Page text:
A bar worker serves customers in licensed premises - pubs, hotels, nightclubs, social clubs, restaurants, sports clubs, leisure centres and holiday parks.
You could be:
serving a range of drinks and snacks including sandwiches and hot food
taking orders, mixing and pouring drinks using special measures, perhaps carrying trays of drinks over to tables
collecting and washing glasses and keeping the bar and tables clean and tidy
helping stock up with drinks, ice and other items
chatting to customers to make them welcome
using tills, collecting money and giving change
asking customers who look underage for proof of identification
dealing with rowdy, drunken or difficult customers, perhaps by refusing to serve them
helping to organise and run events such as quiz nights and live music events.
The figures below are only a guide. Actual pay rates may vary, depending on:
where you work
the size of the company or organisation you work for
the demand for the job.
Starting pay is often based on the National Minimum Wage (NMW) or the National Living Wage (NLW).
As of 1 April 2022 the National Minimum Wage is £6.83 an hour for workers aged 18 to 20 and £9.18 an hour for workers aged 21 to 22. The National Living Wage is £9.50 for workers aged 23 and over. In addition you will usually have a share of the tips.
You work shifts involving long and unsocial hours, often in the evenings and at weekends.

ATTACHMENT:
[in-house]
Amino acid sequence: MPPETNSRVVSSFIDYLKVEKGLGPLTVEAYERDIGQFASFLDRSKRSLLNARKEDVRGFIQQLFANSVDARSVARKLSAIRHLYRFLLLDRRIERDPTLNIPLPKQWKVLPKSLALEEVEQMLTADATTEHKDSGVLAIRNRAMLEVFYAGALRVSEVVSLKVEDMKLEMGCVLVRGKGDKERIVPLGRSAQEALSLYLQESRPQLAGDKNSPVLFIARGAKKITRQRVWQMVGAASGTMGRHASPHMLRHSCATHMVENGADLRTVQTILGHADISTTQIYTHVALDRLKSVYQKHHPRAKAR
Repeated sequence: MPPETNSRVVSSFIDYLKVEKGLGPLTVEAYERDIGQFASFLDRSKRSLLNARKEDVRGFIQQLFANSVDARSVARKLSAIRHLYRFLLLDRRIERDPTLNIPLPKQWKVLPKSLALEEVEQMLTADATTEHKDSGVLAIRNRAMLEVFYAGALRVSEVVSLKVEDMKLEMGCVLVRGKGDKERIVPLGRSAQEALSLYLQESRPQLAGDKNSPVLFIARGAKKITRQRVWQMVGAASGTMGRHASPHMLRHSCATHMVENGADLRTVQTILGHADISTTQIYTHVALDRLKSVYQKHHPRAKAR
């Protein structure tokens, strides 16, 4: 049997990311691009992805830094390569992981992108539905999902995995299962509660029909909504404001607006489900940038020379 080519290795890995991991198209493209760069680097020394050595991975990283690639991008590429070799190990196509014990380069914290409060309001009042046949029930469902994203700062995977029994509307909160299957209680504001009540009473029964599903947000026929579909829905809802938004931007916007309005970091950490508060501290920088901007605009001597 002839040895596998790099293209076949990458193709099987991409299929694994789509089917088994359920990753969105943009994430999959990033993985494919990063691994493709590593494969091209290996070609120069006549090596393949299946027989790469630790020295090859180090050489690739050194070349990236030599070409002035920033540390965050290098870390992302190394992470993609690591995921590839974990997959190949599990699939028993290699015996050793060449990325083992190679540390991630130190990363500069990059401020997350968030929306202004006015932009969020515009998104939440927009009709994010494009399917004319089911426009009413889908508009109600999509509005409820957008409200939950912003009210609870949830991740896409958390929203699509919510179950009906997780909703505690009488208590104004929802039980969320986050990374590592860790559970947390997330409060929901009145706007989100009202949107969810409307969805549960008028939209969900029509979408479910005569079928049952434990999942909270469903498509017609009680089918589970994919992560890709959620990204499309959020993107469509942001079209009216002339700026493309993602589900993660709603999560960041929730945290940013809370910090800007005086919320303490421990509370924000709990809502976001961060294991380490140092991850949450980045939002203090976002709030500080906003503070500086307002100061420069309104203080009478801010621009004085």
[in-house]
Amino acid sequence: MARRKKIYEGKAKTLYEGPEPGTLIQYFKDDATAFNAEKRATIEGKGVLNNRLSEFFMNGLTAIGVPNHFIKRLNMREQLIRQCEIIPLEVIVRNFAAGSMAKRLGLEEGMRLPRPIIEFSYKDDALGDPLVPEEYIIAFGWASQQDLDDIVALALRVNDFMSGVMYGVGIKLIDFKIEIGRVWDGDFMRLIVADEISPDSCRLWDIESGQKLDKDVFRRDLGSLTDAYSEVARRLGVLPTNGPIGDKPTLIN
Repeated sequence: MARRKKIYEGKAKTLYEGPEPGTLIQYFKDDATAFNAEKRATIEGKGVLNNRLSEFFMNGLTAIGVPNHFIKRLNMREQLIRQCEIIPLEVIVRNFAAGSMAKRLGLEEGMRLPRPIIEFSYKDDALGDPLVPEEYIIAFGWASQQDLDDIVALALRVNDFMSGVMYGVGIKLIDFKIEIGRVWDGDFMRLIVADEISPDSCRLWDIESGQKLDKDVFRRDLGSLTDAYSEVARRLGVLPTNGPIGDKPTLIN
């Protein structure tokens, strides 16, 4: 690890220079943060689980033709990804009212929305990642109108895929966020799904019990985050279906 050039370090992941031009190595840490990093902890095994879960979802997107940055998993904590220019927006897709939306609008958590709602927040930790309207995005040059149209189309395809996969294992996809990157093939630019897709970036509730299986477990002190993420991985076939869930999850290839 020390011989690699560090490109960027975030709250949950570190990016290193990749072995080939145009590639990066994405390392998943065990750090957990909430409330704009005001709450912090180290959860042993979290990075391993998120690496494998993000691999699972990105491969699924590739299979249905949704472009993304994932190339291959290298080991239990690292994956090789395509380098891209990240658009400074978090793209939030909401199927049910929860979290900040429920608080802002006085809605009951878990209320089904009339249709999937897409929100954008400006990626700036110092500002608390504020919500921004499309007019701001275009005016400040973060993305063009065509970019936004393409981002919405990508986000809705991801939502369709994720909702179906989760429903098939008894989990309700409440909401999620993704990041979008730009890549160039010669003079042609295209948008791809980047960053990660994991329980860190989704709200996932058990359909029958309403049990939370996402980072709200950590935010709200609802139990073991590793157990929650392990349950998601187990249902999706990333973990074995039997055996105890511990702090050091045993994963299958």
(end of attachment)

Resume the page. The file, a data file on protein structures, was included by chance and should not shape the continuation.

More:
You might have to lift heavy barrels or crates of beer or wine.
Busy periods can be stressful as many people make demands on you at the same time.
Conditions can be crowded and noisy - sometimes there is loud music.
You do not need formal qualifications but a good general education is useful.
You might get in through a Modern Apprenticeship in Hospitality and work towards SVQs.
You could study the Foundation Apprenticeship in Hospitality (SCQF Level 4 or 5) in S3-S6, which can help to get into a relevant Modern Apprenticeship.
You must be over 18 to serve alcohol and work in a bar.
You may be able to get a job before turning 18 as a glass collector and washer.
There are plenty of openings for bar workers, particularly in cities and larger towns. In rural areas work may be seasonal, according to the busy tourist times.
What Does it Take?
You should be:
honest and reliable
able to chat easily to a wide range of people
assertive to deal with difficult customers or situations
able to remain calm under pressure
quick and accurate with numbers
able to multitask.
You should also have:
stamina, for working long, busy shifts
a smart appearance
an enthusiastic and friendly nature
a good sense of humour
the ability to memorise orders.
Training is usually on the job.
There are SVQs in Hospitality Services at SCQF Levels 4 and 5 or Food and Beverage Service at SCQF Level 5.
Under the Licensing (Scotland) Act 2005 all staff serving or selling alcohol must receive at least two hours of basic training before they can sell or serve alcohol. Employers are expected to provide the training.
ServeWise, part of the national alcohol charity Alcohol Focus Scotland, runs various courses for the licensed trade. This includes courses that meet the staff training requirements of the Licensing (Scotland) Act 2005. Pubs, hotels and bars usually book the courses to run in-house, or buy into the ServeWise online staff course (www.servewiseonline.co.uk/).